Monday, March 29, 2010

A Jesuit in Holy Week.

Detail of a 16th-century German woodcarving of Christ entering Jerusalem on Palm Sunday, Museum Bojimans van Beuningen, Rotterdam (source).

For your reflection as we enter Holy Week, I would like to share some wise and provocative words from a book that has become one of my favorites, The Journals of Father Alexander Schmemann, 1973-1983. Writing on Tuesday, May 1, 1973, two days after the Feast of the Resurrection, Father Alexander reflects as follows:
Pascha. Holy Week. Essentially, bright days such as are needed. And truly that is all that is needed. I am convinced that if people would really hear Holy Week, Pascha, the Resurrection, Pentecost, the Dormition, there would be no need for theology. All of theology is there. All that is needed for one's spirit, heart, mind and soul. How could people spend centuries discussing justification and redemption? It is all in these services. Not only is it revealed, it simply flows from one's heart and mind. The more I live, the more I am convinced that most people love something else and expect something else from religion and in religion. For me this is idolatry, and it often makes contact with people so difficult.
My hope is that these words may help us to reflect on our own expectations of faith and religion, particularly as we prepare to celebrate the mystery at the heart of our faith. We who have chosen to follow Christ still need to ask ourselves what our faith means to us and why we seek to live it out as members of an organized community of believers. These questions have added poignancy for those of us who live in societies where disbelief or indifference prevails, where the rate of religious practice is declining, and where trust in religious institutions has been deeply eroded. To say the least, it's a good idea to reflect on these matters now and then, and Holy Week is an especially opportune time to do so.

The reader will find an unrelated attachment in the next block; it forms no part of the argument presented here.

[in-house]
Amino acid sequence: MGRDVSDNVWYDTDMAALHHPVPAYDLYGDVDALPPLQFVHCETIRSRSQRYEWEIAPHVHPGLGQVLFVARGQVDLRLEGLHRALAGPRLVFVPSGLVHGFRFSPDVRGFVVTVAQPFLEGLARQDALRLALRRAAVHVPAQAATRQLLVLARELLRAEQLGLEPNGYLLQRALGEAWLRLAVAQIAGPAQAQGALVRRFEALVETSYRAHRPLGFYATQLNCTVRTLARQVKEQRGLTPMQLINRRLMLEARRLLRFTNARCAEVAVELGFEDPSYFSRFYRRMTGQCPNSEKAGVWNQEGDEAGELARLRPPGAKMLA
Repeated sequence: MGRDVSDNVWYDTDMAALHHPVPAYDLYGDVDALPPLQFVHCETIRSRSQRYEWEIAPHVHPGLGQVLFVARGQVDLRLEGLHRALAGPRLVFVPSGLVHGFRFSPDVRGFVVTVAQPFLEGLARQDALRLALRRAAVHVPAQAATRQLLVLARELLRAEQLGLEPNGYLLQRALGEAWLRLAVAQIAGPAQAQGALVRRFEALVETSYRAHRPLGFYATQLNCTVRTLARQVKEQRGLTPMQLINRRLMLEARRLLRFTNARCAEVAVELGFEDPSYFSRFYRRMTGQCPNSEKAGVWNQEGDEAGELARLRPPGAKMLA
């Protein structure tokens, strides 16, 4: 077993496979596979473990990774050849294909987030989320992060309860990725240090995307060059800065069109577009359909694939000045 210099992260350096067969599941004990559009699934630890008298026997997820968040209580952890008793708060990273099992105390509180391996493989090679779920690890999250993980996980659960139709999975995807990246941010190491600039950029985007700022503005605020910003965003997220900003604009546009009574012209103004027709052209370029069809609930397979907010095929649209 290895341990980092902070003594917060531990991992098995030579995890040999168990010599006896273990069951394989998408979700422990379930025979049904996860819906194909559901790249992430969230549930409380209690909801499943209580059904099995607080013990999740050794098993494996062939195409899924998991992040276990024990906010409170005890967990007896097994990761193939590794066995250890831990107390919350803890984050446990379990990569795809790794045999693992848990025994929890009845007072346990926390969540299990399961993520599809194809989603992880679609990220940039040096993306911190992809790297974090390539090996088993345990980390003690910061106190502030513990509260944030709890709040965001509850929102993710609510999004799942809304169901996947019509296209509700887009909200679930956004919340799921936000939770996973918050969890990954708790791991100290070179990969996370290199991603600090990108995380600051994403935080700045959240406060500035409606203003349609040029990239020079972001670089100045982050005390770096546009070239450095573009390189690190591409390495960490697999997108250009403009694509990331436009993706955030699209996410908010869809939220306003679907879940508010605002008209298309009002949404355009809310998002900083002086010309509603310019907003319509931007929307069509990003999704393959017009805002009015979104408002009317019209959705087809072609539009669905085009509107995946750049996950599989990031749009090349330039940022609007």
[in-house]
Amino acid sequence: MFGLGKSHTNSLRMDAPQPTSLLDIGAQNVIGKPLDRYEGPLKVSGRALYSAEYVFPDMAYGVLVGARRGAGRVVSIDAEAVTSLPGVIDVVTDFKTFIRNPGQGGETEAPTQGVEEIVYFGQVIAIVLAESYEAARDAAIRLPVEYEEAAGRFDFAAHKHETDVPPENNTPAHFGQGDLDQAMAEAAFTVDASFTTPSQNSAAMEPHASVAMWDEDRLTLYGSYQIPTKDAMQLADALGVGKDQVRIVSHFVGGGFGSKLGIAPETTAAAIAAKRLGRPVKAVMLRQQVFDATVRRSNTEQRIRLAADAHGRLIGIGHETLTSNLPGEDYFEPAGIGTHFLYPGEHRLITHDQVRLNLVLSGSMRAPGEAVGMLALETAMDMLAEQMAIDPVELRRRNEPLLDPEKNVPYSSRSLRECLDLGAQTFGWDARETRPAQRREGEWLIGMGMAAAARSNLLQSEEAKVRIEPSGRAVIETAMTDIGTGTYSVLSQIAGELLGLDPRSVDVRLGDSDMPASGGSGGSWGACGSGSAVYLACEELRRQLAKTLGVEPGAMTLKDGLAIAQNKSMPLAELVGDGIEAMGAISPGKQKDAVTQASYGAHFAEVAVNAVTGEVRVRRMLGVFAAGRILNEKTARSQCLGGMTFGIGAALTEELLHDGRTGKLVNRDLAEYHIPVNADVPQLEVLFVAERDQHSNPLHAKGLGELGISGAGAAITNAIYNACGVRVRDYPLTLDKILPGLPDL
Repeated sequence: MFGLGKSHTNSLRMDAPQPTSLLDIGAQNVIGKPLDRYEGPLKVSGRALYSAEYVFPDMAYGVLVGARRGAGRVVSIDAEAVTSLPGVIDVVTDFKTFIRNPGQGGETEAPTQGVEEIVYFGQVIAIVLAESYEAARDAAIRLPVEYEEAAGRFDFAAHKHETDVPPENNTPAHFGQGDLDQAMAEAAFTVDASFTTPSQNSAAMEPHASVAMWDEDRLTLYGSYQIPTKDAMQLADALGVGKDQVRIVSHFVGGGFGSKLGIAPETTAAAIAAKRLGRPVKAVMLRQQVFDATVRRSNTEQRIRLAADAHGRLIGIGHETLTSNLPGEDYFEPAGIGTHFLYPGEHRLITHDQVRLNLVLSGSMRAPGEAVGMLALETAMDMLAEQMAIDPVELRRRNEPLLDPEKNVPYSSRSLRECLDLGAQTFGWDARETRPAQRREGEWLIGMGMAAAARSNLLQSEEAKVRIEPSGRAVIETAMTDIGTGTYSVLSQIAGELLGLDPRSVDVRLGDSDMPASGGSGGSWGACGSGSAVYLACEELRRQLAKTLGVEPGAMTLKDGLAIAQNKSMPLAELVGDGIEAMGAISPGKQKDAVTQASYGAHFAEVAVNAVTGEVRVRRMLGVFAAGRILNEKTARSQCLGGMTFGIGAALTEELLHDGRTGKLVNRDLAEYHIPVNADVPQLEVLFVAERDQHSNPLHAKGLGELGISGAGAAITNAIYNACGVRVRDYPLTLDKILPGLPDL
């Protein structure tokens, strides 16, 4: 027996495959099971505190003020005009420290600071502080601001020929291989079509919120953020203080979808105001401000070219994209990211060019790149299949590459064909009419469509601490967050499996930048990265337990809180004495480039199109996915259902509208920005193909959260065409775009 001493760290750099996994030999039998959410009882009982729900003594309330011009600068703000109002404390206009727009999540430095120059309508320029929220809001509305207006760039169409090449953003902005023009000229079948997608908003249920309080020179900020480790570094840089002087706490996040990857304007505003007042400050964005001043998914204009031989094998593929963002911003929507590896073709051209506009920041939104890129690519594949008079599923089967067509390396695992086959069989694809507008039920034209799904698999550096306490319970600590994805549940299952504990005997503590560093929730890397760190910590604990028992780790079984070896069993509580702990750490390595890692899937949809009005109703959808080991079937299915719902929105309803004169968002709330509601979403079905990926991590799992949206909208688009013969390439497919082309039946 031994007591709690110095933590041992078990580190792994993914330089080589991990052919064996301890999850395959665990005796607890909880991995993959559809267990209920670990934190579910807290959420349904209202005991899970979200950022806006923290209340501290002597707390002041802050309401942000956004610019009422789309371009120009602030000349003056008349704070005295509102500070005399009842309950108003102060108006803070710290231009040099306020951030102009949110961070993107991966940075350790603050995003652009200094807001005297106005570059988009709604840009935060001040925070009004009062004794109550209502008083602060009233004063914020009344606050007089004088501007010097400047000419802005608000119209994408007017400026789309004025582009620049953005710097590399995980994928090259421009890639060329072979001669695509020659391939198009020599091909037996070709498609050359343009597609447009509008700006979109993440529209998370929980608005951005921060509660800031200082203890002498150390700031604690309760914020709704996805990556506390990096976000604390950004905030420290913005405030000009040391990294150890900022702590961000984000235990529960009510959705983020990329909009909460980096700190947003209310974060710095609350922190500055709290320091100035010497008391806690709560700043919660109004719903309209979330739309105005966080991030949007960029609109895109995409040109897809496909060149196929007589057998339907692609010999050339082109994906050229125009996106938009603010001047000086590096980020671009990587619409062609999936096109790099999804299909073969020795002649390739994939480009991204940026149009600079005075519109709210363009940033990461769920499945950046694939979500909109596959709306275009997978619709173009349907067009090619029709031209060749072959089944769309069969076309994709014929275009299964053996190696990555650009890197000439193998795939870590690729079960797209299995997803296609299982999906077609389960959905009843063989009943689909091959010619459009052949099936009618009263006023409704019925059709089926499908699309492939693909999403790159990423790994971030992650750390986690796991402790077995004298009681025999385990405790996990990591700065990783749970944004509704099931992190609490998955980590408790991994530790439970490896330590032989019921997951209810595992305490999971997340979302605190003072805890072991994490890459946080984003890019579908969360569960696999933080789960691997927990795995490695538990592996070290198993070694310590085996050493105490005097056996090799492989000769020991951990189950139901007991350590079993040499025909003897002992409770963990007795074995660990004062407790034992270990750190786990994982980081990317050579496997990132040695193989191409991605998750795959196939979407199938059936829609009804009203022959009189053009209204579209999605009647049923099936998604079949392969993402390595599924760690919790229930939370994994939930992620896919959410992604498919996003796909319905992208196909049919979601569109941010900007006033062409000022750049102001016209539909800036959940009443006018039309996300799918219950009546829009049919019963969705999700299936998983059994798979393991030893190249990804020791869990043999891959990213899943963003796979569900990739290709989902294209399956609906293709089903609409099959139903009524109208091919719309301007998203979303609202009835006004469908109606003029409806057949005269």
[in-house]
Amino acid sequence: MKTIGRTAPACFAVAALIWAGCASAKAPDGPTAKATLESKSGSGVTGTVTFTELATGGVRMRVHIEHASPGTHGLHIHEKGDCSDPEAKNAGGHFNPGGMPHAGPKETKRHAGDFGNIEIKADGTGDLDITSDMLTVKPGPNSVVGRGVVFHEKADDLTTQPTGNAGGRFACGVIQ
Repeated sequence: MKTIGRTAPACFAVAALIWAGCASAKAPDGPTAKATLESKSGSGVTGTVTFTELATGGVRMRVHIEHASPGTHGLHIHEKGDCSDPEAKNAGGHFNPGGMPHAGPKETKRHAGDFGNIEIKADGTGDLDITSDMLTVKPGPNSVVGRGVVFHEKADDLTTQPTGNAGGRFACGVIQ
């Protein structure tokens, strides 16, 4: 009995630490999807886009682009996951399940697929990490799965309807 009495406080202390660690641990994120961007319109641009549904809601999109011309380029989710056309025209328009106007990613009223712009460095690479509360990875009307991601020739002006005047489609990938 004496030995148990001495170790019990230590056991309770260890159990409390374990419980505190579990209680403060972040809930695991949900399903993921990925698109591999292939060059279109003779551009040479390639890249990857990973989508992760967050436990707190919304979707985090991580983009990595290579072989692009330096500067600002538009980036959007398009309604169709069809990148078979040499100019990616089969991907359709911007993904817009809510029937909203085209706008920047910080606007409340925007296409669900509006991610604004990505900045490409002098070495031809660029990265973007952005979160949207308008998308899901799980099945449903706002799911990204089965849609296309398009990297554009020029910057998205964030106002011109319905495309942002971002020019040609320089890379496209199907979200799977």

My further (and perhaps greater) hope for each of us during Holy Week is that we can fully enter into the experience of these days so as to better recognize and appreciate the one thing needful. I may or may not have more to say before next Sunday. One way or another, please know of my prayers for all readers. AMDG.

2 Comments:

At 4/01/2010 2:30 PM, Blogger dpr1982 said...

Thanks for the wonderful words for reflection, Joe. I wish I had more time to devote to the topic, so I hope readers will give me the benefit of the doubt when I state my comment here. Joe spoke of the tragedy of the rise in unbelief and rejection of religion, as well as the erosion in public trust in religious institutions. My only reaction is one of caution: my take is that we shouldn't immediately conflate the two. I'm not at all suggesting that you're neglecting it, but we have to keep in mind the reality of the harm that took place due to the abusive priests and their enablers (witting or unwitting), so that our re-commitment to the Gospel this Lent and Triduum should include this need for contrition and cleansing within the Church, so that we can regain that part of public trust that was lost due to the tragedies that went on within Her. That's not at all to say we should not use all our efforts to held faith regain a place in public life or to reawaken people to God's call.

 
At 4/05/2010 5:34 PM, Blogger Joe said...

David,

"Joe spoke of the tragedy of the rise in unbelief and rejection of religion, as well as the erosion in public trust in religious institutions. My only reaction is one of caution: my take is that we shouldn't immediately conflate the two."

I did not conflate the two, and I don't see how one would think that I did so merely because I listed them together.

"... our re-commitment to the Gospel this Lent and Triduum should include this need for contrition and cleansing within the Church . . ."

Certainly, Lent is a time when we should all (individually and corporately) reflect upon our sins and failings and express our contrition for them. Still, we should avoid allowing others (most especially hostile critics) to seek to define the specific content of the "contrition and cleansing" that we all need to undergo. That's all that I'll say on point here - if you want to talk more about it, write to me privately.

 

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